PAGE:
This time, we’re really doing it.
After a brief hiccup, we’re back on track to celebrate the completion of On My Teacher’s Shoulders, the book I’ve written about learning from former fourth-grade teacher, mentor and friend Paul Tamburello at three different points from 1974 to 2004.
The event will be held from 7:00 p.m. to 9:00 p.m. at Brookline’s Pierce School on Friday, Nov. 16.
For those who don’t know, Pierce is where I had Paul as a student and worked for two years as an apprentice teacher in the same fourth-grade classroom where I had been a student a dozen years earlier.
Paul taught at Pierce for 34 years in all, retiring in 2004.
Being as student and a fledgling teacher make up two of the three times I learned from Paul.
The last one came in 1993.
This was when Paul learned that he had Spinal Muscular Atrophy, a non-fatal version of ALS, more commonly known as “Lou Gehrig’s Disease.”
Rather than sinking into a depression, Paul decided to begin a series of “Positive Spin for ALS” bike rides that sought to raise funds and awareness about the deadly disease.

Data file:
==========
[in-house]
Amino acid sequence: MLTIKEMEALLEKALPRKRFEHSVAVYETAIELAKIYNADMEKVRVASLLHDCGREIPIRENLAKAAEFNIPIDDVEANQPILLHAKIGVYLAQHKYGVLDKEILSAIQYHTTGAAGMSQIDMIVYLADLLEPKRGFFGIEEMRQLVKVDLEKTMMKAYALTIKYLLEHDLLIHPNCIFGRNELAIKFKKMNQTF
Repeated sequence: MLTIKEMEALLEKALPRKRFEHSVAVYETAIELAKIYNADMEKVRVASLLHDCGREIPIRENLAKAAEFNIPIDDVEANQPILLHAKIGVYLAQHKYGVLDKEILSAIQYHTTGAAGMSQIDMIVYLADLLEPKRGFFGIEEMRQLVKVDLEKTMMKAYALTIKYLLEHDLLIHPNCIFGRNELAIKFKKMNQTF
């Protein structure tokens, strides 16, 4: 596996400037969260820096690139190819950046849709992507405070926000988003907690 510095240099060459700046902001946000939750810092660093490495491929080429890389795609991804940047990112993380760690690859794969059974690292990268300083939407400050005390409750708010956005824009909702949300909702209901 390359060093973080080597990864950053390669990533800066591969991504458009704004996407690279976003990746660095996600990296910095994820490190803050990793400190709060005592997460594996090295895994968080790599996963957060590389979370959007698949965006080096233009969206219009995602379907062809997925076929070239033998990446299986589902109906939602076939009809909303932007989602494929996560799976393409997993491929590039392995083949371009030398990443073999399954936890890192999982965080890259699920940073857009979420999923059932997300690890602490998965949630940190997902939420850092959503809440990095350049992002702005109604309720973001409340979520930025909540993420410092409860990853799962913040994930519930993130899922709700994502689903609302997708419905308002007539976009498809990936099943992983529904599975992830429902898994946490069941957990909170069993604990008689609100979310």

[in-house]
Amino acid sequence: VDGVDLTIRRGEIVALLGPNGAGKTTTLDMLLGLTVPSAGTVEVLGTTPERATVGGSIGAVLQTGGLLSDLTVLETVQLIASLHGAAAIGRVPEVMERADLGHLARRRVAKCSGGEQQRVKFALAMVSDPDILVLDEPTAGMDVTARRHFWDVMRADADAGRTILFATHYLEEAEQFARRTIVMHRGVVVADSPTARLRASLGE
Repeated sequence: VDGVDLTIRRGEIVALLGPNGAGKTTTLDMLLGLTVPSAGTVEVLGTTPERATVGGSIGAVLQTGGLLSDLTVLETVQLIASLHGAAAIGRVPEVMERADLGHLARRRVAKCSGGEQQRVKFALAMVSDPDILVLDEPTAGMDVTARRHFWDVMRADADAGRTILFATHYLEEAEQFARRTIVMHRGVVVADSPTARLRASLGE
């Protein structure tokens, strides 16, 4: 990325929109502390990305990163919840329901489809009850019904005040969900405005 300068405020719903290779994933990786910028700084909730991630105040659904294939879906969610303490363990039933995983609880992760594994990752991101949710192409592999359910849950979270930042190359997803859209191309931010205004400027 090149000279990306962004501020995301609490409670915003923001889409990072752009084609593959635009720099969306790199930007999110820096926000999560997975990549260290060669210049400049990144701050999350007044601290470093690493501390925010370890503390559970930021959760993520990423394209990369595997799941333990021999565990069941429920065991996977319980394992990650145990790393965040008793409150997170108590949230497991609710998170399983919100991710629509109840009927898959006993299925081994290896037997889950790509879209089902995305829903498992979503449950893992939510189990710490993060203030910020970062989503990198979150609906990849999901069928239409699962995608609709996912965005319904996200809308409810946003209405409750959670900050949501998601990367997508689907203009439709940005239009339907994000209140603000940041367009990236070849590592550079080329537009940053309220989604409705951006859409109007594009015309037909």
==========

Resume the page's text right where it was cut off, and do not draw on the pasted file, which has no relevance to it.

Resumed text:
He also began to take “honorary riders,” the names of people affected by ALS, with him on the ride.
And, in 1997, in an impromptu moment, he began to read the names of those rides at the jetty in Provincetown the day after the ride.
The first year he had 17 riders.
By 2004 the number had grown to 162.
Paul’s dignity, courage and strength in the face of his diagnosis and his efforts to help other constituted a different, but no less important, form of example and instruction.
The project will include a PDF of the book that interested folks can download and a web site designed by ace designer Russell Weller that also contains photographs, video, and audio.
That evening we’ll eat some food, talk a little bit about the project, and read some excerpts from the book.
More generally, I’ll celebrate having brought this project into the world that chronicles the substantial impact Paul has had on my life during the past 38 years.
Dunreith and I will be there.
We hope you can make it, too.
You’re definitely invited.